The Doctrines of Dominionism: Part 7
The Indigenous Peoples Movement
Index to articles by Discernment Group
August 30, 2007
Beloved, believe not every spirit, but try the spirits whether they are of God: because many false prophets are gone out into the world. (1 John 4:1)
The other day we received the following letter from a friend working for a private contractor in Iraq. Here is his experience:
"Dear Friends, I just came back from a military Bible Study with an Assemblies of God chaplain. Unfortunately my experience with Bible Study was not as good as that in the church service. We were studying in Romans Chapter 2. When it came to Romans 2:16 through the end of the chapter, the chaplain told us that this proved that if you were an aborigine and never hear of Jesus you could still be saved if you had a good heart. At this point I stopped him and asked if that meant that he need not believe on Jesus to be saved. He said that was right. What was worse there were many that agreed with him. I reminded them that man was not that good: “For all have sinned and come short of the glory of God.” And “There is none righteous, no not one.” I told them that no one was good enough to go to heaven on their own. I was told this did not matter because Jesus Christ died for the sins of the whole world and not just some. I said I agreed with that, but there is still only one name given under heaven whereby we must be saved. To this I was labeled as judgmental, factious, and divisive. The Chaplain then came right out and asked if I believed that if a person had never heard the gospel of Jesus Christ and was a good person if God would be so unmerciful as to send them to hell. I told him they were going to hell even if they were the nicest person on earth. I went on to say that we obviously have a responsibility to take the good news to the lost. Here the chaplain stopped me and I was told not to pursue it anymore. When in the end we all were allowed to say what we got out of the passage, I read to them from John 3:16-19:
"For God so loved the world, that he gave his only begotten Son, that whosoever believeth in him should not perish, but have everlasting life. For God sent not his Son into the world to condemn the world; but that the world through him might be saved. He that believeth on him is not condemned: but he that believeth not is condemned already, because he hath not believed in the name of the only begotten Son of God. And this is the condemnation, that light is come into the world, and men loved darkness rather than light, because their deeds were evil. (John 3:16-19 KJV)
"I told them that it really is about the heart and our relationship to Jesus Christ; and if you do not have that relationship you are not going to heaven, end of story. I then told the Chaplain that I hope that someday he gets saved. He obviously believes in the goodness of man more than the total depravity of man."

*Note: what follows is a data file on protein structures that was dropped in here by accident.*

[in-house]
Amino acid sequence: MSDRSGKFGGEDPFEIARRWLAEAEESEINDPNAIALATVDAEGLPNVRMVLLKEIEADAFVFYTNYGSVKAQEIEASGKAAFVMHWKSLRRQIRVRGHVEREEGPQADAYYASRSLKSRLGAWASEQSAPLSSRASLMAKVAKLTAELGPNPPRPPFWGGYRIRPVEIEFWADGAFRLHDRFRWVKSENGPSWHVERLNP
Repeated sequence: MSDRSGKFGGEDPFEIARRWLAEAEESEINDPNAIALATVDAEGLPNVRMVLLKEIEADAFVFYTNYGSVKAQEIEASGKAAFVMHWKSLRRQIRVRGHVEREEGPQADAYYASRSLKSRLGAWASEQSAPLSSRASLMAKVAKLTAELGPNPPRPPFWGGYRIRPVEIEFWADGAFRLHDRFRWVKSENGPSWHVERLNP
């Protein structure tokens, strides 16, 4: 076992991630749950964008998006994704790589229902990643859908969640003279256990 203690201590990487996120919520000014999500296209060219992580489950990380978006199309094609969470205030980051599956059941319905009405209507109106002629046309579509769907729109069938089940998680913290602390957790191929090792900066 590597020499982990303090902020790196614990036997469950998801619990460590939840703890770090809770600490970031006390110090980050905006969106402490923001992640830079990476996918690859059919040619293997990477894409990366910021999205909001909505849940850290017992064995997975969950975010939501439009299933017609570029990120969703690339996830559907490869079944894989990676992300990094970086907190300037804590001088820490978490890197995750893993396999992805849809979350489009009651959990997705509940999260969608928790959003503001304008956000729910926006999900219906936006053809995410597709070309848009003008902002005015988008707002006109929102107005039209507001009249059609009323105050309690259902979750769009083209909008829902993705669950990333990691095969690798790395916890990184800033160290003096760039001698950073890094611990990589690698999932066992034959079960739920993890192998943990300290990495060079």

What is happening here? This type of teaching is becoming more and more common in the evangelical world. Sadly, it is affecting our friend's ability to witness in Iraq. According to Sandy Simpson and Mike Oppenheimer in their new book, Idolatry in Their Hearts,
"A new missiology is being promoted in mission work and it is spreading quickly. It is called 'redeeming the cultures,' 'cultural identification,' 'first nations' and a number of other terms. The new idea being presented is that God has left certain elements in every culture that are redeemable qualities, pathways to Himself. Some take the position that He revealed Himself to nearly all indigenous people groups prior to the Gospel being brought to them. They believe that in every culture God has left treasures and worthy traditions within the indigenous cultures to be used. They teach that we can bring Jesus Christ to the people and then leave them to worship God in their own cultural and religious ways. . . (p. 17)
"The assumption is that God formed ALL the nations, cultures (specifically) and purposefully put things in their culture that are equal to what He did with Israel." (p. 257)
"What they are looking for are 'new approaches' to 'build bridges' to indigenous/religious people groups and cultures. What is taught is that God set forth His plan of salvation through all ancient cultures and that 'redemptive analogies' can be found in most, if not all cultures" (p. 17-18)
In other words, the new heresies teach that man can come to Christ without the Gospel of Salvation but by some other avenue inherent in their culture and religion. And they don't need Jesus to be saved, but can call upon their own local deity. And once they get "saved," they can "redeem" the pagan religious practices in their culture and make it part of their new faith. They never need to separate from their old ways. In fact, they are encouraged to bring back the old pagan ways!
According to Idolatry in Their Hearts, the Indigenous Peoples Movement (IPM) and its corresponding "The World Christian Gathering on Indigenous People (WCGIP) is a front for the Third Wave." The gurus heading up this effort include Richard Twiss, Leon Siu, Terry LeBlanc, Charles Kraft (Fuller Theological Seminary), John Dawson, George Otis, Daniel Kikawa, Don Richardson, Ed Silvoso and many others -- all of whom are connected with C. Peter Wagner's New Apostolic Reformation (NAR) in one way or another. There are several false ideas connected with these heresies, one of which is Dominionism: